A $220-million plan to improve speeds and service frequencies on Metrolink's Antelope Valley commuter rail line is inching toward reality.

Last week, Metro issued a notice of preparation for an environmental impact report for the project, which would add new double track and other improvements at three locations along the nearly 77-mile corridor between Lancaster and Los Angeles Union Station.  The proposed upgrades include:

  • Two 1,000-foot-long storage tracks at the Lancaster Terminal rail yard
  • A new center platform at Lancaster;
  • Roughly 8,400 feet of double track between Soledad Canyon Road and Golden Oak Road;
  • Second station platform at Santa Clarita Station
  • Approximately 6,300 feet of double track from Balboa Boulevard to Sierra Highway (between the Sylmar/San Fernando and Newhall Metrolink Stations)

Metro and Metrolink, which recently secured $107 million in state funding for the project, are expected to complete construction of the improvements in 2027.

As a separate project, the two agencies are also moving forward with plans for approximately 2.9 miles of new double track along the Antelope Valley Line between the Burbank Airport North and Sun Valley stations.  Those improvements are intended as the first phase of a larger effort to add double-track to the corridor between the airport and Sylmar/San Fernando Station.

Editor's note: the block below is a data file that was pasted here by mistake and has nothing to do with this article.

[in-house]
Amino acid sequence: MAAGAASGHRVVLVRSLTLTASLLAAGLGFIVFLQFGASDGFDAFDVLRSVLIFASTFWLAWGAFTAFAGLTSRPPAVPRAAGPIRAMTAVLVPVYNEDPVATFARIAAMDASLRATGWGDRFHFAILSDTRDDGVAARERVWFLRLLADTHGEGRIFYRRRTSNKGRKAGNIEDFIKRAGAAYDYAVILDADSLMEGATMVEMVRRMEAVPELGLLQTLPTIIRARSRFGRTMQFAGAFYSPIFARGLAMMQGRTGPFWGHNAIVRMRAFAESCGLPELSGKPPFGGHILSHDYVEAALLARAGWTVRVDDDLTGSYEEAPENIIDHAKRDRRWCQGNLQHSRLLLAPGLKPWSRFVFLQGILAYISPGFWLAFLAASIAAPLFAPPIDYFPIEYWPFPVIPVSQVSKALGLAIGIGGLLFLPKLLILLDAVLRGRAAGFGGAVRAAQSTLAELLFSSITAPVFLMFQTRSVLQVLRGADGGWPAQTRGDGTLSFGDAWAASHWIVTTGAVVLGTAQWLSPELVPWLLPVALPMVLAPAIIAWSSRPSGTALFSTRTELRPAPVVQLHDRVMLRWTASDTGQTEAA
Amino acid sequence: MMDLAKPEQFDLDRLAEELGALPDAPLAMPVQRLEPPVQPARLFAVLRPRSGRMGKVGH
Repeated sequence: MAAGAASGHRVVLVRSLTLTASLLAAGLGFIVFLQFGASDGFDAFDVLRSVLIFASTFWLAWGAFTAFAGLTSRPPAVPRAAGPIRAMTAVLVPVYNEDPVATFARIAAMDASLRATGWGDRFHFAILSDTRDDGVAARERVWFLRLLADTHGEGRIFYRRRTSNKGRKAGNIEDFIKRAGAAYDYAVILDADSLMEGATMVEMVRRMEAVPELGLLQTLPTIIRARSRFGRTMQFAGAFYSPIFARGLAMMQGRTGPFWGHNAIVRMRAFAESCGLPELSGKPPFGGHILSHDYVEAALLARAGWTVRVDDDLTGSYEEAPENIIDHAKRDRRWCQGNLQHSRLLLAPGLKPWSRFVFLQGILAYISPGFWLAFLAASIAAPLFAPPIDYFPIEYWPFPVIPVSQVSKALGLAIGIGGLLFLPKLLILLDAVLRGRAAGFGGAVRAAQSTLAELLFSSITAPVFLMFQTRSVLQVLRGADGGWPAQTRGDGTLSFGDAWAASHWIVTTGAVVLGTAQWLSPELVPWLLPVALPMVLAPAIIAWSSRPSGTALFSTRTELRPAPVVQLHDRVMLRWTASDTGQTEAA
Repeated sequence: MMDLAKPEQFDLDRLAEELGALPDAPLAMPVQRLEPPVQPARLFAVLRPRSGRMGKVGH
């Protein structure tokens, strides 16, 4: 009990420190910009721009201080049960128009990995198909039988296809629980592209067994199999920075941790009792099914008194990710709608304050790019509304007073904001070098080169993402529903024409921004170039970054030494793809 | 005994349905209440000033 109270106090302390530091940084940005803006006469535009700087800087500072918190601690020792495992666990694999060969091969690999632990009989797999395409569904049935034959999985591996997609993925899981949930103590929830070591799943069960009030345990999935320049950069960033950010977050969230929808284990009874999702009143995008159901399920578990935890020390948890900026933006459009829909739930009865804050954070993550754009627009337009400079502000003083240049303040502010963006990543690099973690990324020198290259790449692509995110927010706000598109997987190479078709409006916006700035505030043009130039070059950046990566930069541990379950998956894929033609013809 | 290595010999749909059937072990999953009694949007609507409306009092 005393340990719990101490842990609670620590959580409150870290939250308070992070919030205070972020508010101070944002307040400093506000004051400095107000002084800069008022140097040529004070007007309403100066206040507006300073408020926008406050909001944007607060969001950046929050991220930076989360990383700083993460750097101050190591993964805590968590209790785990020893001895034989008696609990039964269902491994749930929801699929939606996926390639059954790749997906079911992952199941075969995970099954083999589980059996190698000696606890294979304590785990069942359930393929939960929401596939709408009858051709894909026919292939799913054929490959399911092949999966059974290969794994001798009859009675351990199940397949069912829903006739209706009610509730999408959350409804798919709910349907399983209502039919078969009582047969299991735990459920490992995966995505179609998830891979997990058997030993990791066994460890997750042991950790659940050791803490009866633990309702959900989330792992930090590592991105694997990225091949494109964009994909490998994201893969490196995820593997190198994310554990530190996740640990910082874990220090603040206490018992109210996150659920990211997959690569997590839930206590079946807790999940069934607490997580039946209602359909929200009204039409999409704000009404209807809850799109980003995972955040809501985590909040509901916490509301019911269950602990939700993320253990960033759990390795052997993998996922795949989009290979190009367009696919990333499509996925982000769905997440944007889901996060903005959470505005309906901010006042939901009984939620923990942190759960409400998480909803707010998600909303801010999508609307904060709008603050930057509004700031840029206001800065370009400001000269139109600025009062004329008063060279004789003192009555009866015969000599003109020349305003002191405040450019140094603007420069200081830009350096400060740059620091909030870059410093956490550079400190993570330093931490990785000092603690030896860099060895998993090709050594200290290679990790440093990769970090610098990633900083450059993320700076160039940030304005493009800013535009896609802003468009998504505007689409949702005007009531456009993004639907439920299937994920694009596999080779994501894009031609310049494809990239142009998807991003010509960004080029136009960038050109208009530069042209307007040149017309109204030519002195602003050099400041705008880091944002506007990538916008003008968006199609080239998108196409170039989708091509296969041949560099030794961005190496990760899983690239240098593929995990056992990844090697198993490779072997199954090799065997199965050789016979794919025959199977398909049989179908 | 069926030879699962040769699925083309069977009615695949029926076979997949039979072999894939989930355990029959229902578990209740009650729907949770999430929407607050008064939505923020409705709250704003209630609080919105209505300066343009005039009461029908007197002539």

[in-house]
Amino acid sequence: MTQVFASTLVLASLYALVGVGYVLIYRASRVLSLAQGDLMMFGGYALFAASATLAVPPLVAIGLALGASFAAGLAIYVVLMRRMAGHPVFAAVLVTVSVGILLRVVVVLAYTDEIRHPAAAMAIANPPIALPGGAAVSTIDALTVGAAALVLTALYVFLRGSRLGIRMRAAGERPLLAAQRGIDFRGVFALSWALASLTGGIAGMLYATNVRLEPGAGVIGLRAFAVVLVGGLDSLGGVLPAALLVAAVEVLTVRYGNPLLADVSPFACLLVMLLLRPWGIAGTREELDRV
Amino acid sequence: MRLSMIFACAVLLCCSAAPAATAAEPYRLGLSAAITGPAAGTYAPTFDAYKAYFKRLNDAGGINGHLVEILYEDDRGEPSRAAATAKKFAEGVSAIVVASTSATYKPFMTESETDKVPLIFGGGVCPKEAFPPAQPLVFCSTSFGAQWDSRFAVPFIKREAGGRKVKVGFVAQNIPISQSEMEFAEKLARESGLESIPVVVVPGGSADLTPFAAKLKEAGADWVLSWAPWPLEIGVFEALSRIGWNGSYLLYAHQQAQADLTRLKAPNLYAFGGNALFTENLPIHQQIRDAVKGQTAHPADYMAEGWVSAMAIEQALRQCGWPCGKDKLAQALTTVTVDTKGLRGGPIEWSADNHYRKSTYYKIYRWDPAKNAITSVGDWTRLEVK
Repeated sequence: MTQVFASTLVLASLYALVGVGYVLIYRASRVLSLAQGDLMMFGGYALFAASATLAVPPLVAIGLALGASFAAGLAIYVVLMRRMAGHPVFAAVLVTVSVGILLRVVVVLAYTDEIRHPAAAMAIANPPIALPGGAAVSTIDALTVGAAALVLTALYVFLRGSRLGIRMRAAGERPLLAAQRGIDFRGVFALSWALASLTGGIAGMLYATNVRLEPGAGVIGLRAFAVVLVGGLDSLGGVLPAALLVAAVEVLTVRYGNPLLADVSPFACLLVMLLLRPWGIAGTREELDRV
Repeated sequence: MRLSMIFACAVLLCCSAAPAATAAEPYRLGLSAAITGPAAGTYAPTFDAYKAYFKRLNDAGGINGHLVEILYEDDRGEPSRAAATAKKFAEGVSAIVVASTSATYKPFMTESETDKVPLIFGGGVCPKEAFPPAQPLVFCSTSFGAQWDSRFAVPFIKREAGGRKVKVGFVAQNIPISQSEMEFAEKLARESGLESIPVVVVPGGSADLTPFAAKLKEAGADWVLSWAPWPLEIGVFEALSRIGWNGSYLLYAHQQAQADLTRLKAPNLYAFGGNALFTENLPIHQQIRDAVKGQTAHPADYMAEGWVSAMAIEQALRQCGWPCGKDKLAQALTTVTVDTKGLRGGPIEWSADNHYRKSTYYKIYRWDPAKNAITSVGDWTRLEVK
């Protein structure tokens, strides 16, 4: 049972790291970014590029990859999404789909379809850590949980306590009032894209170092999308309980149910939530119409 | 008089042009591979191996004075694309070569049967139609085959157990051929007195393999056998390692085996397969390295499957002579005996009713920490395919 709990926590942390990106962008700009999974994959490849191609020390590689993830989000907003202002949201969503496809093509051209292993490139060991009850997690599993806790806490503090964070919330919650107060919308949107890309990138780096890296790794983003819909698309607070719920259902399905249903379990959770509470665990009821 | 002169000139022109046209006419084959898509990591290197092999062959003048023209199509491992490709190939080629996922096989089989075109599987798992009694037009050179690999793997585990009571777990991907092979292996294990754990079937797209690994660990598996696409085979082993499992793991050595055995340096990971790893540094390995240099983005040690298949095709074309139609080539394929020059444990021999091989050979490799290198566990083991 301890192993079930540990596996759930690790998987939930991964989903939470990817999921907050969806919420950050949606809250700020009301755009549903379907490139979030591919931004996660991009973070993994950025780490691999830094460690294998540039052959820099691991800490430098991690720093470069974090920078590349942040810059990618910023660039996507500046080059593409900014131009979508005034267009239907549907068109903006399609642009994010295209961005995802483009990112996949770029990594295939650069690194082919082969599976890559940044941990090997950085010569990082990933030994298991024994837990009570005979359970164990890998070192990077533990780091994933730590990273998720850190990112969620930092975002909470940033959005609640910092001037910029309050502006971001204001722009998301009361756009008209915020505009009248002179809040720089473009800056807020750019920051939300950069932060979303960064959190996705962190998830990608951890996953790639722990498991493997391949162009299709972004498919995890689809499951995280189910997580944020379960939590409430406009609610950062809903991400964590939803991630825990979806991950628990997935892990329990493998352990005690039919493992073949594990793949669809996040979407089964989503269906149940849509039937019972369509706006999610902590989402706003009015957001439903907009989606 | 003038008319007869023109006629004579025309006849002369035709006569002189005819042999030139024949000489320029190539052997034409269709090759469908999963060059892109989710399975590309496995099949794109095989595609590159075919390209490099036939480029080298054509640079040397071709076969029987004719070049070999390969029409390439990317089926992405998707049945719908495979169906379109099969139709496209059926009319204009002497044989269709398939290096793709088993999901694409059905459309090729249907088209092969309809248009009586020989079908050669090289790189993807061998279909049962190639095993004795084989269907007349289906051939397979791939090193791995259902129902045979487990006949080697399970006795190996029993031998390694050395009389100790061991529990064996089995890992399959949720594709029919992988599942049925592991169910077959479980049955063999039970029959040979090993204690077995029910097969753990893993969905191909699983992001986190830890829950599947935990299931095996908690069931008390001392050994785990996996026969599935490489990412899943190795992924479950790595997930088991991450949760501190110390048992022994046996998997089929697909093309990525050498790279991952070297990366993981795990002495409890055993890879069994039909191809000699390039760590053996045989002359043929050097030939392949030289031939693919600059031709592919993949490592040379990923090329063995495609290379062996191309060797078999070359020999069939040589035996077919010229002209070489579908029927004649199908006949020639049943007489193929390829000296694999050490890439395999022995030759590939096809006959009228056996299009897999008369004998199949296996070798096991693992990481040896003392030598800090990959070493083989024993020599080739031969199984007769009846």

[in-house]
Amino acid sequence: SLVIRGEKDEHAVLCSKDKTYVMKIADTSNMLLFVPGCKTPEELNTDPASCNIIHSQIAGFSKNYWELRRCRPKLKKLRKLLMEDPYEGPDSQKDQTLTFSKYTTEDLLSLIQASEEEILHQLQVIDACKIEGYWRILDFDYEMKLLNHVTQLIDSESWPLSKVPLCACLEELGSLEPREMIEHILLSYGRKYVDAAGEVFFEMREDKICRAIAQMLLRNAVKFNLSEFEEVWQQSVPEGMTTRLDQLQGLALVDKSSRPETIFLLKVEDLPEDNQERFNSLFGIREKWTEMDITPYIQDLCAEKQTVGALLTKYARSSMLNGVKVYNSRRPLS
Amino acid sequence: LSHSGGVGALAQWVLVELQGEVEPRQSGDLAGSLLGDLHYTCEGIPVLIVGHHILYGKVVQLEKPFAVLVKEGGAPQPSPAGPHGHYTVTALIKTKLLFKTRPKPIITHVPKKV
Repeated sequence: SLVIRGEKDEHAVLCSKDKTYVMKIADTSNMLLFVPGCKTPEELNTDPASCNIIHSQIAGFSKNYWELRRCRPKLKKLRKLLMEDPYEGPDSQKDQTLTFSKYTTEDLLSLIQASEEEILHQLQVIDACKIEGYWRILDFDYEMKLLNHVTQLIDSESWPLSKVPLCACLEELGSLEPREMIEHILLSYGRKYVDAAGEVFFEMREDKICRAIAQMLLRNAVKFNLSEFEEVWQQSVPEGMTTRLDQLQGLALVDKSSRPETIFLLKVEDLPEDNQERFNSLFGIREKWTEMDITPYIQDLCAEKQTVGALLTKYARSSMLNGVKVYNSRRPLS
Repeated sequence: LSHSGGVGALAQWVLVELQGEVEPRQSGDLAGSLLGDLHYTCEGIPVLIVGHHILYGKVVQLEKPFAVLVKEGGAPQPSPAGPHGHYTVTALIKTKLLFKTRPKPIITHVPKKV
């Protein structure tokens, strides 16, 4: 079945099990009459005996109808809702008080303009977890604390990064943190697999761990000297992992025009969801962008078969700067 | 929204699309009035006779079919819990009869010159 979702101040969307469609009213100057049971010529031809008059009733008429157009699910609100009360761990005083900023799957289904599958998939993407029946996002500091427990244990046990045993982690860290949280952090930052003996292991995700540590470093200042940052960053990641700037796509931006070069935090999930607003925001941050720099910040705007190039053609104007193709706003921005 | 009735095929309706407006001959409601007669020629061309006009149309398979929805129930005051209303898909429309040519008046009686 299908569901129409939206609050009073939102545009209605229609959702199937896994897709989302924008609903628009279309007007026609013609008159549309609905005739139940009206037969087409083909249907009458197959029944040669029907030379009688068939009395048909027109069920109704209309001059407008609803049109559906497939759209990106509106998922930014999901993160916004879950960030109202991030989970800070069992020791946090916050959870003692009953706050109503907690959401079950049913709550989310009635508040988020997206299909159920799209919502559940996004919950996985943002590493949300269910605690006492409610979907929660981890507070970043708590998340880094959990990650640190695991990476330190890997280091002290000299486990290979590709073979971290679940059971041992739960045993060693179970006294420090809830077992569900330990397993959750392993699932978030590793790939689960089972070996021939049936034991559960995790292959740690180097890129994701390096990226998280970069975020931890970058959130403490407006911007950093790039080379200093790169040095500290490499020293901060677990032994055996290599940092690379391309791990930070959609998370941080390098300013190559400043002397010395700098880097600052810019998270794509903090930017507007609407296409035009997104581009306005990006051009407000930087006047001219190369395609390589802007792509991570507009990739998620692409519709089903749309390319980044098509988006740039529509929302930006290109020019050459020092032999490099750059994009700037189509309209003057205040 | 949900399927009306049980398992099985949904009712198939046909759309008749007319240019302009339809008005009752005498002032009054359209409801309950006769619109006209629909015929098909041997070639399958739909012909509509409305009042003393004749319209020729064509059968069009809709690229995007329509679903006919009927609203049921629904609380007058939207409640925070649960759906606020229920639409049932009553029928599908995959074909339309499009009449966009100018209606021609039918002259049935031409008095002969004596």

The new segments of double-track, when fully implemented, will permit Metro to begin regular 60-minute bi-directional service on the Antelope Valley Line, as well as 30-minute bi-directional service between Union Station and Santa Clarita.

The planned improvements to the corridor between Union Station and the Antelope Valley fit into Metrolink's larger SCORE program, which calls for investing $10 billion to improve service across the more than 500-mile commuter rail system through targeted improvements.  Run-through tracks planned for the south side of the Union Station rail yard are a signature element of the plan, and would permit through-routing of Amtrak and Metrolink trains.

The corridor, which is partially shared with Metrolink's Ventura County Line, is also slated to be shared with California's high-speed rail system in the distant future.